One game. One goal.
After finishing fourth in July’s CONCACAF Gold Cup, that’s where the U.S. MNT finds itself heading into October’s CONCACAF Cup clash with Mexico at The Rose Bowl. The one-off qualifier for the 2017 FIFA Confederations Cup isn’t the norm in international soccer – qualifying for the World Cup or a regional championship can take two or even three years.
October’s CONCACAF Cup is a single-game playoff between the region’s last two Gold Cup champions, with the winner advancing to the 2017 FIFA Confederations Cup. While the match against Mexico isn’t commonplace, it’s also not the first time the U.S. MNT has found itself in a one-game playoff. It’s just the first time it’s happened in nearly 39 years.
The previous occurance came on December 22, 1976, when the MNT fell 3-0 to Canada in a one-match playoff to determine who would join Mexico as North American Zone representatives to the following year’s CONCACAF Championship, equivalent to today’s final round of World Cup qualifying, affectionately known as “The Hex.”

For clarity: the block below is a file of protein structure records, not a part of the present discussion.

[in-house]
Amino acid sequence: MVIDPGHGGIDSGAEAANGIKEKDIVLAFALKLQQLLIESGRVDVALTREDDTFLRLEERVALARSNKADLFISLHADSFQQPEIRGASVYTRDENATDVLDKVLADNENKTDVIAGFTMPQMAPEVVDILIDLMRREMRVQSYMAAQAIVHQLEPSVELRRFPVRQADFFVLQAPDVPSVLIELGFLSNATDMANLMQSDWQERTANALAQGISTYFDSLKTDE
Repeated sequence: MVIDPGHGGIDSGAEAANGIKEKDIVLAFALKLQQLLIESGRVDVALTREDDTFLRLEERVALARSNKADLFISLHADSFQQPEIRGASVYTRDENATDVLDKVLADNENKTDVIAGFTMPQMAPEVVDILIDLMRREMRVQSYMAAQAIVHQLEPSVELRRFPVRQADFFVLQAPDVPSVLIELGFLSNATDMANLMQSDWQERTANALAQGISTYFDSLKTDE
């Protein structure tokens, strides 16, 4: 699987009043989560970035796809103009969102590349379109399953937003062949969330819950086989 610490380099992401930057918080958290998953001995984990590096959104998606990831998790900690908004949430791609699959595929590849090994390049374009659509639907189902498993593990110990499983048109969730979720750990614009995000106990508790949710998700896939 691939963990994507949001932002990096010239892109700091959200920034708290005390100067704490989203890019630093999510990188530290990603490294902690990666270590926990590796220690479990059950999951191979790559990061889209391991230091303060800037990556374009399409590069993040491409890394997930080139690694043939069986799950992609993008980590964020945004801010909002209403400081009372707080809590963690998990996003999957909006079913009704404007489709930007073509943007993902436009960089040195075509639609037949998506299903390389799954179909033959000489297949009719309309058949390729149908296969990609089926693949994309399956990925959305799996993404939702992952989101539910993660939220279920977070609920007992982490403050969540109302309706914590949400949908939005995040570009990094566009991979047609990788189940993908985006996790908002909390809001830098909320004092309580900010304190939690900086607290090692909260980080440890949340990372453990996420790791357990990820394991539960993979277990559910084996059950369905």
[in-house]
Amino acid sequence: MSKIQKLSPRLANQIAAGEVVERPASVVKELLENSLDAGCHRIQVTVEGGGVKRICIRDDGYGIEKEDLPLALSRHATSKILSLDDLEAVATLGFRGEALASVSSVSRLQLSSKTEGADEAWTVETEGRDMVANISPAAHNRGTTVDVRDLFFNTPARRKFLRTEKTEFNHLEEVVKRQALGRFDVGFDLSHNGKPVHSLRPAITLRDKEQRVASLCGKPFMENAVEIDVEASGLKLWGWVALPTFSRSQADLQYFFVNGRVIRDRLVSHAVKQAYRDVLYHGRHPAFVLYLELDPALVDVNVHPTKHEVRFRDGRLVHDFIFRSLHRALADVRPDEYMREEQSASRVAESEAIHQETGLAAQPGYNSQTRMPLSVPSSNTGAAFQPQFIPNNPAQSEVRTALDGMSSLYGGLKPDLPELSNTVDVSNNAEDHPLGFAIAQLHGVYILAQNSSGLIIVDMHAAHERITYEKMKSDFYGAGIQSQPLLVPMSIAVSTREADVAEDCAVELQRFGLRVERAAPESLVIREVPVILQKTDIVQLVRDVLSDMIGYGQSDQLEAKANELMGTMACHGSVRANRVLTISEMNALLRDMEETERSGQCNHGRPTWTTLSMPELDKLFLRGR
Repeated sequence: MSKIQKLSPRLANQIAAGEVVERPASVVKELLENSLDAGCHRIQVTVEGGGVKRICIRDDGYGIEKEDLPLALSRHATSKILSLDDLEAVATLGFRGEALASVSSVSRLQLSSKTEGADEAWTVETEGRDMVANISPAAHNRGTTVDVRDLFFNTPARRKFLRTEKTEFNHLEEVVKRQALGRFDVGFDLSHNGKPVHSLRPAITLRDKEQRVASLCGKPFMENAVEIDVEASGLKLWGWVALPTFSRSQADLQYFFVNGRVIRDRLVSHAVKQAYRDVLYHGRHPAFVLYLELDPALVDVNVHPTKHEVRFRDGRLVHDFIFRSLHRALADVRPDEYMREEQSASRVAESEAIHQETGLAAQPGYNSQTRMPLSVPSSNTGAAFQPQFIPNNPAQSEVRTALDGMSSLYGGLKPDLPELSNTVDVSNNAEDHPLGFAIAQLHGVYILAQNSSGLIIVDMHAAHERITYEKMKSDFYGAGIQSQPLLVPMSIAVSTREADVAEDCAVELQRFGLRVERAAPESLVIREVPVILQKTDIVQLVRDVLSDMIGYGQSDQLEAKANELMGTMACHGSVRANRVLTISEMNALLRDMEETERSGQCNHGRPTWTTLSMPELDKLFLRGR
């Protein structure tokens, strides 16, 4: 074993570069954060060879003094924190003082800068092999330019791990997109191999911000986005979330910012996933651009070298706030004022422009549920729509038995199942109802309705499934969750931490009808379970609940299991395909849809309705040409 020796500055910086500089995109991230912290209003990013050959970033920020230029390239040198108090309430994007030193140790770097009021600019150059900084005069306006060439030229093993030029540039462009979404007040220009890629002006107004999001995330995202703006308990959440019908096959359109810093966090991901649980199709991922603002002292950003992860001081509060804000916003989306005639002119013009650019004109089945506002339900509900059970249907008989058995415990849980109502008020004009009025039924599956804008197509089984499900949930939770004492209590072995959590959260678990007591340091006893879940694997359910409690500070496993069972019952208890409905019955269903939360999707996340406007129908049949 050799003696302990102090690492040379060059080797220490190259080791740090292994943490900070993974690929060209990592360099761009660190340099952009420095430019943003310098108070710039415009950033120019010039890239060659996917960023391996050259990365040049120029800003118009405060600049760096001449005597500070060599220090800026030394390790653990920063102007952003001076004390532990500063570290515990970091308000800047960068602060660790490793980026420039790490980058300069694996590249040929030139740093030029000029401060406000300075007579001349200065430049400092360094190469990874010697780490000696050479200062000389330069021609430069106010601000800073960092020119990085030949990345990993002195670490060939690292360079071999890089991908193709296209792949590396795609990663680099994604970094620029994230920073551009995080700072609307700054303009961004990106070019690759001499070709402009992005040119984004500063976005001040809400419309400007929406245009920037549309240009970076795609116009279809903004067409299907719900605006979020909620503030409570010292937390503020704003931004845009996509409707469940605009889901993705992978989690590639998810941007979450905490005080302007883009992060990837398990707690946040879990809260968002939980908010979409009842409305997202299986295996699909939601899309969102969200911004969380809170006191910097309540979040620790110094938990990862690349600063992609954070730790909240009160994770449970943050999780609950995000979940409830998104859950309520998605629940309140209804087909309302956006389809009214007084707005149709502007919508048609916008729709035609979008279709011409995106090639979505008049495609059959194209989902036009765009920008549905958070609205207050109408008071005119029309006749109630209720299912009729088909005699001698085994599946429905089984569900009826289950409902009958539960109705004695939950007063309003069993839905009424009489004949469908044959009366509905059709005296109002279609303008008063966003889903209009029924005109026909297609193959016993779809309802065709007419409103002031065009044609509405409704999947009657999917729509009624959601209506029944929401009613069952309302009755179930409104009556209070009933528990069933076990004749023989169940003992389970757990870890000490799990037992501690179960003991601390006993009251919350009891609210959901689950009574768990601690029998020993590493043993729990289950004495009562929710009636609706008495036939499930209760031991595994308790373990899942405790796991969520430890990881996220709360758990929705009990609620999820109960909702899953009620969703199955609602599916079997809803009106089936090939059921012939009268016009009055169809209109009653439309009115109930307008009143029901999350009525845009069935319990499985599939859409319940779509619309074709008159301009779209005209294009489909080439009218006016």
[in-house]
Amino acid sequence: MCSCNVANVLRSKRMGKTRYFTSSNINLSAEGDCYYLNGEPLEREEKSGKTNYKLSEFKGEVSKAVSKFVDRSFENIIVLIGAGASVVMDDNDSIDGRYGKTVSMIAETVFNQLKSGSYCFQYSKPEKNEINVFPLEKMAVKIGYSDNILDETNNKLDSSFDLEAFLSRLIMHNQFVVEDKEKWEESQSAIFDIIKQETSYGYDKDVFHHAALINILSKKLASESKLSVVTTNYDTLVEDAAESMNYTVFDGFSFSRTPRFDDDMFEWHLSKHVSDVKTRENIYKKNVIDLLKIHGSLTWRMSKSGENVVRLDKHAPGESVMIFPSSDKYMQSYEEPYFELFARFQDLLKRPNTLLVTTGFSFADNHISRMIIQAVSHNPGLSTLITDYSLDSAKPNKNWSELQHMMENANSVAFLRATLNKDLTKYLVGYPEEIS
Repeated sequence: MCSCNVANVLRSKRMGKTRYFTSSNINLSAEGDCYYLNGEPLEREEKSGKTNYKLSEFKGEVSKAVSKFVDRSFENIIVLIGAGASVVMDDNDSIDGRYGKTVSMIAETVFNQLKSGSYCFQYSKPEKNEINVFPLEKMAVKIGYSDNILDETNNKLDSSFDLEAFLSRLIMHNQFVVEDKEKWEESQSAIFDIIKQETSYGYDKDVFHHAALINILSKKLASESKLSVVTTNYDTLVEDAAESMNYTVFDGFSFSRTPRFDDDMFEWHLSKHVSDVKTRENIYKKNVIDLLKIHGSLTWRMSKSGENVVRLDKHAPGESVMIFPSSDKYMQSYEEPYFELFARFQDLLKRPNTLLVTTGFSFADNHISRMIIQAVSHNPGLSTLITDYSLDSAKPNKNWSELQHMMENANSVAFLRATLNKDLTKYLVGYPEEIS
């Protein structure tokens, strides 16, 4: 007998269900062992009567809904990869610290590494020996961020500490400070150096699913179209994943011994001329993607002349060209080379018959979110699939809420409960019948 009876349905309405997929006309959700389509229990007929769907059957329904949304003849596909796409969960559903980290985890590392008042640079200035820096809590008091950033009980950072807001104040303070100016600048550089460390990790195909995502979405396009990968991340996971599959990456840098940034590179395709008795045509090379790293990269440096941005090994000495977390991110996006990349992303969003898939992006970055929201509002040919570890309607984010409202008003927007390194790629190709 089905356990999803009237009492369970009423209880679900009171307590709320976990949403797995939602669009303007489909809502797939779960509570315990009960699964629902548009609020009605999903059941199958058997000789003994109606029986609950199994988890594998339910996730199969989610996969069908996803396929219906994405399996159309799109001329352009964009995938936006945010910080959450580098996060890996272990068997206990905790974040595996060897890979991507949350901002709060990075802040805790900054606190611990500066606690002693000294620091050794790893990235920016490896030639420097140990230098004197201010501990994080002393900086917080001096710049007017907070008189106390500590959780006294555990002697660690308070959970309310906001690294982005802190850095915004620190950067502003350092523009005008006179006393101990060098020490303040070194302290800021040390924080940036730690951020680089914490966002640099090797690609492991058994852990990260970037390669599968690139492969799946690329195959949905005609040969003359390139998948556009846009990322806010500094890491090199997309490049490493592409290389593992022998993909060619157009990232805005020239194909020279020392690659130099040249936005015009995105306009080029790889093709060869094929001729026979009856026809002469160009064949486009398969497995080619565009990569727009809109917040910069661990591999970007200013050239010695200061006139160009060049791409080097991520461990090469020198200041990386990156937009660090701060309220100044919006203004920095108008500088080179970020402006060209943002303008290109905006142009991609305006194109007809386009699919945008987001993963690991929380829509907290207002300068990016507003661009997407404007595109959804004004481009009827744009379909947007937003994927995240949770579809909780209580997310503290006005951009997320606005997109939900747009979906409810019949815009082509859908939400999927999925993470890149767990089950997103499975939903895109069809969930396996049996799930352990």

Al Trost [right] enjoyed a long career with the USA, featuring in 14 matches from 1971-78.
The playoff came about as a result of all three North American Zone teams finishing level on points and goal differential in the qualifying round that took place in September and October of 1976.
Playing under the guidance of coach Walt Chyzowych, U.S. midfielder Al Trost recalled the team’s preparation for the qualifying tournament was better than he’d experienced ahead of previous National Team camps.
“Walt did a great job of preparing us for these games,” Trost remembered. “Before this tournament, I don’t think the Federation really put the money or effort in to set a stage for American players to be challenged and develop for international soccer. In the past, we got together 24 hours before a game and that was it. Walt did a good job of convincing the Federation into getting us into Denver, training at high altitude ahead of games and I thought he prepared us well.”
The early results followed suit with the preparation. In the opening match against Canada in Vancouver, Boris Bandov scored in the eighth minute and the U.S. held on for a 1-1 draw, having played a man down following Steve Pecher’s sending off in the 72nd. Ten days later, the MNT played tight at the back and held on for a 0-0 draw against Mexico in front of a partisan crowd of 31,171 at Los Angeles Memorial Coliseum.